on the transition from thinking in sentences to thinking in narratives. One
of the more interesting empirical findings I'm trying to understand and
explain is the transition (in children's *private speech* conversations)
from *fantasy* narratives to *problem-solving* narratives. That's why I was
particularly struck by the following passage from Hegel:

*Ordinary social conversation mostly rambles on from one idea to another in
a very external and contingent manner. It is only when the conversation has
a definite aim that it acquires a firmer coherence.*

Insofar as everyday conversation requires speakers to take their listeners'
perspective(s) into account (and listeners to takes the speaker's
perspective into account), the role of imagination is crucial. It is
critical to perspective-taking. What part the movement from topic to
comment plays in the process of imagining another person's perspective is
complicated and intriguing. But one that I believe can be examined


On Tue, Dec 8, 2015 at 10:22 AM, Lplarry <lpscholar2@gmail.com> wrote:

> Peter as we become aware of the movement of the imaginal (and in
> particular the movement to imagine the imaginal as representational)
> Piaget was also profoundly in debt to Kant.
> Dewey, stepping back from Hegel   reflected on how Hegel imagined the
> workings of reason (through) history. Reason is (operative) AS contributing
> to more stable and understandable (structures).
> In dewey's own words outlining hegel's historical imaginal:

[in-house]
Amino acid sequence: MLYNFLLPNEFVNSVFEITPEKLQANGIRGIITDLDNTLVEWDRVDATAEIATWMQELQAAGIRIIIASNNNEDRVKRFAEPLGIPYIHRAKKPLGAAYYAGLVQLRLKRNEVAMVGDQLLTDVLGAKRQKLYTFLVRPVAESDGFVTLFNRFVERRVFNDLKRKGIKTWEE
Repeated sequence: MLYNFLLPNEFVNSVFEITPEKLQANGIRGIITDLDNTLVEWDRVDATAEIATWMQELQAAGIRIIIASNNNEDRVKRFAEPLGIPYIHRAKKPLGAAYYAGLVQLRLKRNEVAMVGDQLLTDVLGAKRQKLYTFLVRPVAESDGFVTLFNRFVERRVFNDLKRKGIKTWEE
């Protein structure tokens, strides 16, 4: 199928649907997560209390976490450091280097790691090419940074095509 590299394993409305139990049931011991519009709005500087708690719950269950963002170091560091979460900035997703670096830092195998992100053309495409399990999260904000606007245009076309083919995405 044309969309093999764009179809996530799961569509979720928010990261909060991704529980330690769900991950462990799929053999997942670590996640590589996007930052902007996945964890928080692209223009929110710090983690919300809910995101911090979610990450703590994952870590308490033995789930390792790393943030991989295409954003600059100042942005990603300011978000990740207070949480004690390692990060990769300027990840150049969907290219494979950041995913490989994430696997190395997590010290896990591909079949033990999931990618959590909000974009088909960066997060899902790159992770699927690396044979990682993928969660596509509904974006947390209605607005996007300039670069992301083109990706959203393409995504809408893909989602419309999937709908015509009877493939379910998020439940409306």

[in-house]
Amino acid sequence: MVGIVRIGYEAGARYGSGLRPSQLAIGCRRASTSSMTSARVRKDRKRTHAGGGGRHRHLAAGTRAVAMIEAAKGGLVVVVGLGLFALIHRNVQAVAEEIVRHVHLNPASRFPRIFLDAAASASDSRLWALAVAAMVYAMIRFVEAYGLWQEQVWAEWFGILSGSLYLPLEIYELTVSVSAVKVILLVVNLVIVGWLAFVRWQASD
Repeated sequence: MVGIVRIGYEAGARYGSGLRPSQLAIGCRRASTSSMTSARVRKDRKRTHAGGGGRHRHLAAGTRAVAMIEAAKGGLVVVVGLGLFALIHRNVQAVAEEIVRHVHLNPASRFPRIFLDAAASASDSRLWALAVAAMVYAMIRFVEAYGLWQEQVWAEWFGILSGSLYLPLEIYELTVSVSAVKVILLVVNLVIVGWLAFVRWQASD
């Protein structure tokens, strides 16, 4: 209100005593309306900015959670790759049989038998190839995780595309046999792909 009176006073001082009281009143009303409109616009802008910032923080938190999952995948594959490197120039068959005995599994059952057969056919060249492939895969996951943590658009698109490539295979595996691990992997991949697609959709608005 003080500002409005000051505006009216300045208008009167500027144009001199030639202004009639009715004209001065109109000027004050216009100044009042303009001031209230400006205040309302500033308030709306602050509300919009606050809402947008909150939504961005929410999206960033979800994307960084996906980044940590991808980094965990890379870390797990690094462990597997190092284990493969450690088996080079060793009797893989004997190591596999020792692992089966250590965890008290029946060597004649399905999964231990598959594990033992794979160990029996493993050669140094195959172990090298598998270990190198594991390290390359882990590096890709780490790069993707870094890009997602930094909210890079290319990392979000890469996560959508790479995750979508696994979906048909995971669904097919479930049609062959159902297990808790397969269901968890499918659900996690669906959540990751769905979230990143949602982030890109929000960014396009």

> (in intellectual and practical effect the IDEA of process ABOVE that of
> fixed origins and fixed ends, and PRESENTED the social and moral ORDER as
> well as the intellectual AS a (scene) of becoming ....)
> Becoming aware of the movement of the imaginal including towards
> impressive systematic, structural reason that becomes points of departure
> for representational presentations.
> I hope these fragments honour the movement of the representational
> including the structural, ordered, and systematic. I am suggesting they do
> (reveal) the movement of the imaginal. However, I notice how the imaginal
> does not come to rest in the images and ideas of models, structure, order,
> and systems of representation.
> There is a restless quality that sees this movement as a seeing (through)
> by stepping back from the structures, orders, and models.
> Acknowledging the necessity of structures and systems as the way the
> imaginal is (revealed) through time.
> However, not residing in these necessary structures and systems which
> reveal the way/movement of the imaginal.
> -----Original Message-----
> From: "Peter Feigenbaum [Staff]" <pfeigenbaum@fordham.edu>
> Sent: ‎2015-‎12-‎08 6:32 AM
> To: "ablunden@mira.net" <ablunden@mira.net>; "eXtended Mind, Culture,
> Activity" <xmca-l@mailman.ucsd.edu>
> Subject: [Xmca-l] Re: Hegel's imagination
> Andy,
> What an amazing excerpt!  From this one passage alone I can see the strong
> influence that Hegel had upon Piaget.
> Thanks for bringing this section of The Subjective Spirit to attention.
> It's chock-full of interesting thoughts.
> Peter
> On Mon, Dec 7, 2015 at 11:53 PM, Andy Blunden <ablunden@mira.net> wrote:
> >
> >
> https://www.marxists.org/reference/archive/hegel/works/sp/suspirit.htm#SU455
> > Andy
> > ------------------------------------------------------------
> > *Andy Blunden*
> > http://home.pacific.net.au/~andy/
> > On 8/12/2015 3:47 PM, Annalisa Aguilar wrote:
> >
> >> Hi Andy,
> >>
> >>
> >> Would you post a link reference to texts where Hegel discusses
> >> imagination?
> >>
> >>
> >> Thanks,
> >>
> >>
> >> Annalisa
> >>
> >>
> >>
> >>
> >
> --
> Peter Feigenbaum, Ph.D.
> Director,
> Office of Institutional Research
> <
> http://www.fordham.edu/academics/office_of_the_provos/office_of_institutio/index.asp
> >
> Fordham University
> Thebaud Hall-202
> Bronx, NY 10458
> Phone: (718) 817-2243
> Fax: (718) 817-3817
> email: pfeigenbaum@fordham.edu

Peter Feigenbaum, Ph.D.
Office of Institutional Research
Fordham University
Thebaud Hall-202
Bronx, NY 10458

Phone: (718) 817-2243
Fax: (718) 817-3817
email: pfeigenbaum@fordham.edu